Enactive approaches foreground the role of interpersonal interaction in explanations of social understanding. This motivates, in combination with a recent interest in neuroscientific studies involving actual interactions, the question of how interactive processes relate to neural mechanisms involved in social understanding. We introduce the Interactive Brain Hypothesis (IBH) in order to map the spectrum of possible relations between social interaction and neural processes. The hypothesis states that interactive experience and skills play enabling roles in both the development and current function of social brain mechanisms, even in the absence of immediate interaction. We examine the plausibility of this hypothesis against developmental and neurobiological evidence and contrast it with the widespread assumption that mindreading is crucial to all social cognition. We describe the elements of social interaction that bear most directly on this hypothesis and discuss the empirical possibilities open to social neuroscience. The link between coordination dynamics and social understanding can be grasped by studying transitions between coordination states. These transitions form part of the self-organization of interaction processes that characterize the dynamics of social engagement. The patterns of this self-organization help explain how individuals understand each other. Various possibilities for role-taking emerge during interaction, determining a spectrum of participation. This view contrasts sharply with the observational stance that has guided research in social neuroscience until recently. We also introduce the concept of readiness to interact to describe the practices and dispositions that are summoned in situations of social significance. Relevance: The paper derives in explicit form some of the empirical neuroscientific implications of the enactive approach to intersubjectivity.
Abstract: Excerpt: We dedicate this chapter to clarifying the central tenets of enactivism and exploring some of the themes currently under development. In this exercise, following the logic of the central ideas of enactivism can sometimes lead to unexpected hypotheses and implications. We must not underestimate the value of a new framework in allowing us to formulate questions in a different vocabulary, even if satisfactory answers are not yet forthcoming. Implicitly, the exploration of these questions and possible answers is at the same time a demonstration of the variety of methods available to enactivism, from phenomenology, to theory/experiment cycles, and to the synthesis of minimal models and validation by construction – an additional thread that runs through this chapter and that we will pick up again in the discussion.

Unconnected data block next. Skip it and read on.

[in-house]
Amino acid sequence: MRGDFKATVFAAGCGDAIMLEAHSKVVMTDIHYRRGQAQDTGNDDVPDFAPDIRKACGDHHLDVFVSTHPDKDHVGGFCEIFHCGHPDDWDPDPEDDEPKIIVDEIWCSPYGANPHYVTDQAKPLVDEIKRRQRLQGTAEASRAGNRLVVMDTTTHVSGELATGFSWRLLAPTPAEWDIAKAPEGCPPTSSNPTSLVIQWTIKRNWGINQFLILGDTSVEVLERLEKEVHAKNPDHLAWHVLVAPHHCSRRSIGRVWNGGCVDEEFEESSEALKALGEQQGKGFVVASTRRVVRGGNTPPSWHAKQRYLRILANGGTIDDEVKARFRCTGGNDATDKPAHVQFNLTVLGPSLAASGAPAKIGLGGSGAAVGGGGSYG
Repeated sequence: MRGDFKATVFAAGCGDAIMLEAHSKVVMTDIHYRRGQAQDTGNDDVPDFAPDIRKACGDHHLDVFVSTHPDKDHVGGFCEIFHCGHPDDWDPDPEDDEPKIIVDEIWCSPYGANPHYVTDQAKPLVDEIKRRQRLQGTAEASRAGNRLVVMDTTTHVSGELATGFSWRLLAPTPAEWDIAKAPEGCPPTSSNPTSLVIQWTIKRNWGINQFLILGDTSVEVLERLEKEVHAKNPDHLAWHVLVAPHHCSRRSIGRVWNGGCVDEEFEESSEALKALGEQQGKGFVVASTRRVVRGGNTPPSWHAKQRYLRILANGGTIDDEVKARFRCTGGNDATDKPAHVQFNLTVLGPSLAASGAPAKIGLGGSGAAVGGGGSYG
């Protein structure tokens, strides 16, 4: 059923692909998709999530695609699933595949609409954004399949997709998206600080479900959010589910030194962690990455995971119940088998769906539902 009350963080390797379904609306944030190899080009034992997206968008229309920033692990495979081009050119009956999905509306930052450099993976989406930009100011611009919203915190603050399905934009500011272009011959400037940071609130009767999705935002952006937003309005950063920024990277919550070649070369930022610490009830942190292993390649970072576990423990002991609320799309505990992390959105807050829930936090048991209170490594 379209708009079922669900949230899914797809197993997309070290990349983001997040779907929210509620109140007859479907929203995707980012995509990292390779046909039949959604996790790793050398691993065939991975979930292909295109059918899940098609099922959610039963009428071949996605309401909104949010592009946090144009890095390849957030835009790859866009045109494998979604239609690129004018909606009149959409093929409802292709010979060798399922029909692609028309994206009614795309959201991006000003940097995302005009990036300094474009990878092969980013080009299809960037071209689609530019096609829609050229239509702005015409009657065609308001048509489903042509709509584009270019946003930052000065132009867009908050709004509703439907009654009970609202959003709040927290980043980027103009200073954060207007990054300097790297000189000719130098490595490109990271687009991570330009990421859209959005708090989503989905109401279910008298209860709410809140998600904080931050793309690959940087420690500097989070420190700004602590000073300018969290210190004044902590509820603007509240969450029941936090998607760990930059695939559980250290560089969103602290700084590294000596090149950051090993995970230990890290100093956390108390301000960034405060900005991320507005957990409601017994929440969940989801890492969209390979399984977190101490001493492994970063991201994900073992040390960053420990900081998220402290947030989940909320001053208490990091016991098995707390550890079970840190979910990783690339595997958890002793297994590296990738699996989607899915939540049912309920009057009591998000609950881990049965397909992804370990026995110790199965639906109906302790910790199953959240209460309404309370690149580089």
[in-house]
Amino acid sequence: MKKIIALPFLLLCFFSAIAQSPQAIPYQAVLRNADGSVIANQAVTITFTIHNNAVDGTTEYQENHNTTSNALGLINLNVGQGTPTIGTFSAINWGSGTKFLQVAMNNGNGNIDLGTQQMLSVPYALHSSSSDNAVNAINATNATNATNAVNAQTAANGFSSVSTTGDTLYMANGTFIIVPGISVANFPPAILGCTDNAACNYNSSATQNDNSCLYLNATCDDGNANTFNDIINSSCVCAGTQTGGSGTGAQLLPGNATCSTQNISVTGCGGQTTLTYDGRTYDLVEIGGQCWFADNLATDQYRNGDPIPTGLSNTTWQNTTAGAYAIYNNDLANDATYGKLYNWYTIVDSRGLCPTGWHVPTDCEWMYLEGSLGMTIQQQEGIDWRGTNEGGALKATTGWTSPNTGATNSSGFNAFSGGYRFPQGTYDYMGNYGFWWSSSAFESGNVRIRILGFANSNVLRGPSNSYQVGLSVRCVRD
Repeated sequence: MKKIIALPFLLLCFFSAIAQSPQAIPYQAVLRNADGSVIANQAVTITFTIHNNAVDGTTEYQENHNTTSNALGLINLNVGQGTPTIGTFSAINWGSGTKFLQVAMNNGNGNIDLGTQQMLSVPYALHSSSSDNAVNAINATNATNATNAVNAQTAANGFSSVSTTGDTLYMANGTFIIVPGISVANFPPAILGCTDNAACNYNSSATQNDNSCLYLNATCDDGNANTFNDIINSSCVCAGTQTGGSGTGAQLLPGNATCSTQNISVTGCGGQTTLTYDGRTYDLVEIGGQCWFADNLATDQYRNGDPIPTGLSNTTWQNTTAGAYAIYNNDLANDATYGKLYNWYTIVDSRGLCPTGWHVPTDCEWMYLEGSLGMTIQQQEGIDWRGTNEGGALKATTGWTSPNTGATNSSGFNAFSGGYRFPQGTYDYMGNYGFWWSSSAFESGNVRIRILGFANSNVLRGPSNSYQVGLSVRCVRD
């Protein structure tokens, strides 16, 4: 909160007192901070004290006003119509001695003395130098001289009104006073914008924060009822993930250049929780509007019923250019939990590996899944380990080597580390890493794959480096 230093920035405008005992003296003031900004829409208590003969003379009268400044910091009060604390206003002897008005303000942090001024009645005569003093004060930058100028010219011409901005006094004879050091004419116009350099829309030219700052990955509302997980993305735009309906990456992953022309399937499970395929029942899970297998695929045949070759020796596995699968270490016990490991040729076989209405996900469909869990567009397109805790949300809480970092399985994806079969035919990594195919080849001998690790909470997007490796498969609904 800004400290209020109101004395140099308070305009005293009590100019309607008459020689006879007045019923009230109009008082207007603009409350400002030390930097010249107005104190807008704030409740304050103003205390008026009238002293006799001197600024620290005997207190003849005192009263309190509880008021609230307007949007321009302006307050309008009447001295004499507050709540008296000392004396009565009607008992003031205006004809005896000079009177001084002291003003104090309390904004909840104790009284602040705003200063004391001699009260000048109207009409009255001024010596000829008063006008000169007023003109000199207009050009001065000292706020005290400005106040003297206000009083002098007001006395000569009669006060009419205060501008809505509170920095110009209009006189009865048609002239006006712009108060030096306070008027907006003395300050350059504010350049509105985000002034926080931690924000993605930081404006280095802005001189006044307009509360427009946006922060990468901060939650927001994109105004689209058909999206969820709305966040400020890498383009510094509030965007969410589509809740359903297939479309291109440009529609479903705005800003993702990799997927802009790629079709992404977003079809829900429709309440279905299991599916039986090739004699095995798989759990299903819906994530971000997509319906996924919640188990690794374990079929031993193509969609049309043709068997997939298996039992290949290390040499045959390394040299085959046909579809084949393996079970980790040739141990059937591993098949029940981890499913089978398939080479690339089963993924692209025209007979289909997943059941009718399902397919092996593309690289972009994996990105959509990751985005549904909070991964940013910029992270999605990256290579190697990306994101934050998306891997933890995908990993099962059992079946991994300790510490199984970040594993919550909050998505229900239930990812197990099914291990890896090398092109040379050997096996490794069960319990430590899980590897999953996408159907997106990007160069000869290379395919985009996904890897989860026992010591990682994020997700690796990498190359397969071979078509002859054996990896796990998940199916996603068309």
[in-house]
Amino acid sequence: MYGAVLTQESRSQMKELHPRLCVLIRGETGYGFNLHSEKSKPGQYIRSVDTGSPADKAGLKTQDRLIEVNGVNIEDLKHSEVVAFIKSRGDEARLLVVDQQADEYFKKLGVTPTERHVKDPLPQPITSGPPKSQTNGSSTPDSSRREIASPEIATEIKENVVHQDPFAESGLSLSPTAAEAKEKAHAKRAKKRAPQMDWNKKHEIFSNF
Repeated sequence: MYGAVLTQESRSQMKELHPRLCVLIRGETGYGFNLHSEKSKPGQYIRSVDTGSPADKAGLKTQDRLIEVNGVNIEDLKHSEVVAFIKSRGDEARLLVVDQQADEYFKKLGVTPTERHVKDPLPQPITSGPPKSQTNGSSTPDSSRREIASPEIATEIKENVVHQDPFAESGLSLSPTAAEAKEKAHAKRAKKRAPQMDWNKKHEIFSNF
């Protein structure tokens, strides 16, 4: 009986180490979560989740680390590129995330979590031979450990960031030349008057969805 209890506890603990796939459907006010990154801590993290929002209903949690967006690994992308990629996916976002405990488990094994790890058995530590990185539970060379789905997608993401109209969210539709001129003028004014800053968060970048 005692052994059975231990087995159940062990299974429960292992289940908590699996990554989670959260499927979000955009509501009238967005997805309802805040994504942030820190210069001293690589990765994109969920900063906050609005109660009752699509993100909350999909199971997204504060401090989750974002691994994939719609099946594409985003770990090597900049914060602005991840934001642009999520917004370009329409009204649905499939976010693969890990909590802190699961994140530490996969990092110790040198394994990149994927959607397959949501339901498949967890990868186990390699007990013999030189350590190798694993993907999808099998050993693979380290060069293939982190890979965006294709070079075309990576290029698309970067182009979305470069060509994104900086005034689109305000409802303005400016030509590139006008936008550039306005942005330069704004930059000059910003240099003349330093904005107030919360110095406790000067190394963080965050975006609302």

Excerpt: The goal of this chapter is to explore possible implications of […] a “pragmatic turn” for cognitive neuroscience. In addition to reviewing major conceptual components of this new framework, I will discuss neurobiological evidence supporting this notion. Specifically, I will relate this new view to recent findings on the dynamics of signal flow in the nervous system and on encoding dimensions of neural activity patterns. As I will argue, new vistas on the “meaning,” the functional roles, and the presumed “representational” nature of neural processes are likely to emerge from this confrontation.
Spontaneous thought, often colloquially referred to as “daydreaming” or “mind-wandering,” is increasingly being investigated by scientists (for recent reviews, see Christoff, 2012; Andrews-Hanna et al., 2014; Smallwood and Schooler, 2014). In a recent article published in Science, Wilson et al. (2014) argue in support of the view (e.g., Killingsworth and Gilbert, 2010) that such thinking is predominantly unpleasant, and even emotionally aversive. While we were impressed with the enormous wealth of data collected by Wilson et al. and by the number of experimental manipulations carried out, we found their interpretations surprising in light of prior research. We applaud Wilson et al.‘s detailed effort to investigate the content and affective qualities of “just thinking” – but upon examining their dataset, we find little support for their claims.
This paper supports the view that the ongoing shift from orthodox to embodied-embedded cognitive science has been significantly influenced by the experimental results generated by AI research. Recently, there has also been a noticeable shift toward enactivism, a paradigm which radicalizes the embodiedembedded approach by placing autonomous agency and lived subjectivity at the heart of cognitive science. Some first steps toward a clarification of the relationship of AI to this further shift are outlined. It is concluded that the success of enactivism in establishing itself as a mainstream cognitive science research program will depend less on progress made in AI research and more on the development of a phenomenological pragmatics.